Zaliha: No Action Over Defective Ventilators From Pharmaniaga, Emergency Procurement Followed Protocol

MOH isn’t currently taking action over the supply of defective ventilators from Pharmaniaga during Covid because the emergency procurement followed procedure, says Health Minister Dr Zaliha Mustafa, adding that MOH is awaiting PAC’s report on the matter.

KUALA LUMPUR, July 7 – The Ministry of Health (MOH) is not currently taking action over the supply of faulty ventilators from Pharmaniaga Logistics Sdn Bhd (PLSB) during the Covid-19 pandemic.

Health Minister Dr Zaliha Mustafa said this was because emergency procurement of the breathing machines had followed protocols approved by the Ministry of Finance (MOF), taking into account the urgency and situation at the time.

“Based on the forthcoming report of PAC (Public Accounts Committee) proceedings, the Ministry will peruse it and take the necessary action based on recommendations from the PAC proceedings,” Dr Zaliha said in a written Dewan Negara reply last June 27 to Senator Zurainah Musa. 

Zurainah had asked if any disciplinary action had been taken against any MOH staff over the supply of non-functioning ventilators from Pharmaniaga during the Movement Control Order (MCO). 

PAC chairwoman Mas Ermieyati Samsudin reportedly said last June 8 that her committee – which monitors government procurement – would summon the secretaries-general of the MOH and the Ministry of Science, Technology and Innovation on June 15, in its investigation of expired Covid-19 vaccines and faulty ventilators supplied to the government during the pandemic.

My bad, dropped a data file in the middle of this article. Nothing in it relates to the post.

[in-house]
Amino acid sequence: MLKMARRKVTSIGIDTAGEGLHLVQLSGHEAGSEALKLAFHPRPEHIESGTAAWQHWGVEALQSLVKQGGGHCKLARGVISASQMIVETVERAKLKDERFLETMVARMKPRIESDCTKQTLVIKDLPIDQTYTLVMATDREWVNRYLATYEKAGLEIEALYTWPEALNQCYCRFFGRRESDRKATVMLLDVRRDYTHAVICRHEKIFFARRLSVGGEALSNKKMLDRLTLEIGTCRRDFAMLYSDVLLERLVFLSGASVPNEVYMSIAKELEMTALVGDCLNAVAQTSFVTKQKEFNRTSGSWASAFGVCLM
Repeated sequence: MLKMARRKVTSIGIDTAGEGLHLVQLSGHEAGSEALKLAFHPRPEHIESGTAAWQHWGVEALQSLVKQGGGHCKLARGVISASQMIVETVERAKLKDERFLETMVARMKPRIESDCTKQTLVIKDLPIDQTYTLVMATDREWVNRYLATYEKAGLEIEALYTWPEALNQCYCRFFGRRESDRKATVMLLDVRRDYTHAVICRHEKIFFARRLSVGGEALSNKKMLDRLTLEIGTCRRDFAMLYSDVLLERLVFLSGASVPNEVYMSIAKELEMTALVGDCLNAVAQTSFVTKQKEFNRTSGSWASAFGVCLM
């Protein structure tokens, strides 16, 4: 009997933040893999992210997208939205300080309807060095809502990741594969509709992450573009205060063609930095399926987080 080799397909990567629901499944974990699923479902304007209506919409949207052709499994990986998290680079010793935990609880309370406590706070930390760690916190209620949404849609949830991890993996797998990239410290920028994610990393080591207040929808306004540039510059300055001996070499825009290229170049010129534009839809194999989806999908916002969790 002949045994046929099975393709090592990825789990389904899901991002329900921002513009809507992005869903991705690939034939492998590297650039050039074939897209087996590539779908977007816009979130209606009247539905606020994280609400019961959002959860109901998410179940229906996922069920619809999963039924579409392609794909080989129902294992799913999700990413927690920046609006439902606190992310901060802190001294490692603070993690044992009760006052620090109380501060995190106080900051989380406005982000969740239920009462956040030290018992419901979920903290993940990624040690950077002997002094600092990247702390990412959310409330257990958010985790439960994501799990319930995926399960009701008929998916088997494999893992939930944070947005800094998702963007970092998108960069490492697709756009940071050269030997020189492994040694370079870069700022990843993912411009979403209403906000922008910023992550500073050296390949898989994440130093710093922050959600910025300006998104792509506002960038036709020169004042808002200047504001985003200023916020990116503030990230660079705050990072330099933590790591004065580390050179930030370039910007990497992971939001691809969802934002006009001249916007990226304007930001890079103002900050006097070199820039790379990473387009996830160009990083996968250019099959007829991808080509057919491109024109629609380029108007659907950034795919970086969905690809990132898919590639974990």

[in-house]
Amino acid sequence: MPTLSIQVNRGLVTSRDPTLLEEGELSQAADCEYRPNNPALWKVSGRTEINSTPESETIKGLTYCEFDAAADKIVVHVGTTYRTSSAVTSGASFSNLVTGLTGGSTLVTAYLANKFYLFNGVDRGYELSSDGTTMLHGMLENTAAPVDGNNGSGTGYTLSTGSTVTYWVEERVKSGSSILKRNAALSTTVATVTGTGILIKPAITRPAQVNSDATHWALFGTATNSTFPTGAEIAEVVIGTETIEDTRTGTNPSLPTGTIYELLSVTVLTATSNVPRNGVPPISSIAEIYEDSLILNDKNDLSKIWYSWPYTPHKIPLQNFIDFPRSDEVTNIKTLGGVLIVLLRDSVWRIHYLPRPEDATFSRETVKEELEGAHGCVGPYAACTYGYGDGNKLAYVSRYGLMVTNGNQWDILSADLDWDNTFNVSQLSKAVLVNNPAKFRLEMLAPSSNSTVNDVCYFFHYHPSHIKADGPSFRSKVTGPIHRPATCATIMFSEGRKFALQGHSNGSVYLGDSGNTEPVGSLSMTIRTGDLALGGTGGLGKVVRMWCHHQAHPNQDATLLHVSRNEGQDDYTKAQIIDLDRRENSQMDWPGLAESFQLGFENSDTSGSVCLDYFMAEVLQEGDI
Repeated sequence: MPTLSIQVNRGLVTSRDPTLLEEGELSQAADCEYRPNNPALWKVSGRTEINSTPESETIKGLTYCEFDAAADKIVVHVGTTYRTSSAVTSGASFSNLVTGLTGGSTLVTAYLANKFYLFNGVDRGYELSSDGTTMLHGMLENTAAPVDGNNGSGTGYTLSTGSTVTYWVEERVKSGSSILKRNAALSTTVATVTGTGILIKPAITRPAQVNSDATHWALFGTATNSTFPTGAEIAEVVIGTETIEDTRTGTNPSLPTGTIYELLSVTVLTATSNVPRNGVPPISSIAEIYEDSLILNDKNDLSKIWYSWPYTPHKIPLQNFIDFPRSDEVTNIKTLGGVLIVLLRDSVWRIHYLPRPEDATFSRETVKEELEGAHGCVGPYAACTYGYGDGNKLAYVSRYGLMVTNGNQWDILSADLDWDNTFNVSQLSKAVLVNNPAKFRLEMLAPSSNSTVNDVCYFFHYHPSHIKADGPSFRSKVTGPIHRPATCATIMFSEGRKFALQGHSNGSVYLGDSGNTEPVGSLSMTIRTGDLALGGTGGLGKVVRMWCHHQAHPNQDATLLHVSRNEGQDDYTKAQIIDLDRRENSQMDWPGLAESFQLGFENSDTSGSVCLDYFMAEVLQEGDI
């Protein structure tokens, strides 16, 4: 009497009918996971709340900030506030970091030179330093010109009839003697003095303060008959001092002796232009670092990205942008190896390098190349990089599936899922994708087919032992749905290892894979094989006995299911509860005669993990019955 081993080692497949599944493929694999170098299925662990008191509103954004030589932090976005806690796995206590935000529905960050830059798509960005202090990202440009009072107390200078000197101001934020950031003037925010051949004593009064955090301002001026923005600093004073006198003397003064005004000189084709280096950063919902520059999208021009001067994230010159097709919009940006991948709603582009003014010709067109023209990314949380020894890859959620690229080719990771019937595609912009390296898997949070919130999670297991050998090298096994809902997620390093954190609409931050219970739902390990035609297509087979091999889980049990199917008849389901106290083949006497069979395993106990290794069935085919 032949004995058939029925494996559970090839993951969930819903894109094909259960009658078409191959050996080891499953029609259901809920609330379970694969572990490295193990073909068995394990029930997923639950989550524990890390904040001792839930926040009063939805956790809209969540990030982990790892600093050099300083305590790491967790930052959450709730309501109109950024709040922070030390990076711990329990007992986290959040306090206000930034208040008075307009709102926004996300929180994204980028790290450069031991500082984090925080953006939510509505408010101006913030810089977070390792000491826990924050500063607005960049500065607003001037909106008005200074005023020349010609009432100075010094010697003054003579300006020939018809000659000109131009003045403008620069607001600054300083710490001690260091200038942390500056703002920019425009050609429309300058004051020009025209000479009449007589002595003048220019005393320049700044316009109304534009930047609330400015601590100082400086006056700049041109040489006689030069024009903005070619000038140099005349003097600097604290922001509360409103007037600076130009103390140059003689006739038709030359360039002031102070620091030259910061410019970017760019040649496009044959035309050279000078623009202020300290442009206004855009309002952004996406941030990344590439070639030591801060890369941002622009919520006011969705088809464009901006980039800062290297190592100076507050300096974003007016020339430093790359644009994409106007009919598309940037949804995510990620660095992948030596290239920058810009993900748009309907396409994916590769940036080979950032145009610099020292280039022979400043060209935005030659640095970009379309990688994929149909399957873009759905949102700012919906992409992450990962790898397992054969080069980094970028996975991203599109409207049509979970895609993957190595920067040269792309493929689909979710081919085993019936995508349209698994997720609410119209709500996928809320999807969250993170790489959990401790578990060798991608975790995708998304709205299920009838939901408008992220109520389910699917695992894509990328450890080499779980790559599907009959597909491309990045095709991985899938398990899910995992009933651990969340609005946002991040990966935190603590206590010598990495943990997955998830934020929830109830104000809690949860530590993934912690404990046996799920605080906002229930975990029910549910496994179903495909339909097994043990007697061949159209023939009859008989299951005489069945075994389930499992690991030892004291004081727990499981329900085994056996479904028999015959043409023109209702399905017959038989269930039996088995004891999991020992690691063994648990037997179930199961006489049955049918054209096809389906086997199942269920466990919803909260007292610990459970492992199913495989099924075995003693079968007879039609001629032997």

The Auditor-General’s 2021 Report (Series 2) revealed that PLSB had supplied 93 defective ventilators during the pandemic, costing the government RM13 million in losses that could not be recovered due to the lack of documentation related to the procurement.

According to the national audit, the government had ordered 500 new ventilators from PLSB, a subsidiary of listed pharmaceutical company Pharmaniaga Bhd, in March 2020. 

However, PLSB only supplied 136 ventilators, out of which only 28 were usable. Ventilators, which were crucial to save lives, had been scarce, especially at the height of the pandemic in Malaysia. 

Several MPs, who participated in the Dewan Rakyat’s debate on the Auditor-General’s report last month, heavily criticised the supply of defective ventilators during the Covid public health emergency.

Rasah MP Cha Kee Chin from the DAP, describing it as an “unforgivable” and a “very serious omission”, had demanded accountability for the procurement.

Deputy Health Minister Lukanisman Awang Sauni, when winding up the debate, told Parliament that in the future, the government must ensure proper procurement procedures and agreements even during emergencies. 

He noted that MOF’s emergency procurement protocols during Covid did not mandate documentation of agreements with suppliers.

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